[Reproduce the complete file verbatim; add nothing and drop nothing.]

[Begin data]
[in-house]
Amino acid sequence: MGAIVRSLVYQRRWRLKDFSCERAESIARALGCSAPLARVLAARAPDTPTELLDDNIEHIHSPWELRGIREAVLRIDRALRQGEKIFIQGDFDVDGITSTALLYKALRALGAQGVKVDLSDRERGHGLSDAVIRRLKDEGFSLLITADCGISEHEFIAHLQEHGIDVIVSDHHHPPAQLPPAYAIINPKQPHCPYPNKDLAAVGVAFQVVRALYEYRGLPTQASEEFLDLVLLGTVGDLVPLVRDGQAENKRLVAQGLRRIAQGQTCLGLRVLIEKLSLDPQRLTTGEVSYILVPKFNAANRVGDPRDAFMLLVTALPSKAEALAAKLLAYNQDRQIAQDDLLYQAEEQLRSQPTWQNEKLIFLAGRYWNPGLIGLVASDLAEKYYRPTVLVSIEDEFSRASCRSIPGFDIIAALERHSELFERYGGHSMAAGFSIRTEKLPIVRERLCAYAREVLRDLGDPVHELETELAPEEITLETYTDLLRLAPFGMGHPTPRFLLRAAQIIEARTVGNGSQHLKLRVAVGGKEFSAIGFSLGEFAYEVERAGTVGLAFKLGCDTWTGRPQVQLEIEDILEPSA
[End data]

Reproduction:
[in-house]
Amino acid sequence: MGAIVRSLVYQRRWRLKDFSCERAESIARALGCSAPLARVLAARAPDTPTELLDDNIEHIHSPWELRGIREAVLRIDRALRQGEKIFIQGDFDVDGITSTALLYKALRALGAQGVKVDLSDRERGHGLSDAVIRRLKDEGFSLLITADCGISEHEFIAHLQEHGIDVIVSDHHHPPAQLPPAYAIINPKQPHCPYPNKDLAAVGVAFQVVRALYEYRGLPTQASEEFLDLVLLGTVGDLVPLVRDGQAENKRLVAQGLRRIAQGQTCLGLRVLIEKLSLDPQRLTTGEVSYILVPKFNAANRVGDPRDAFMLLVTALPSKAEALAAKLLAYNQDRQIAQDDLLYQAEEQLRSQPTWQNEKLIFLAGRYWNPGLIGLVASDLAEKYYRPTVLVSIEDEFSRASCRSIPGFDIIAALERHSELFERYGGHSMAAGFSIRTEKLPIVRERLCAYAREVLRDLGDPVHELETELAPEEITLETYTDLLRLAPFGMGHPTPRFLLRAAQIIEARTVGNGSQHLKLRVAVGGKEFSAIGFSLGEFAYEVERAGTVGLAFKLGCDTWTGRPQVQLEIEDILEPSA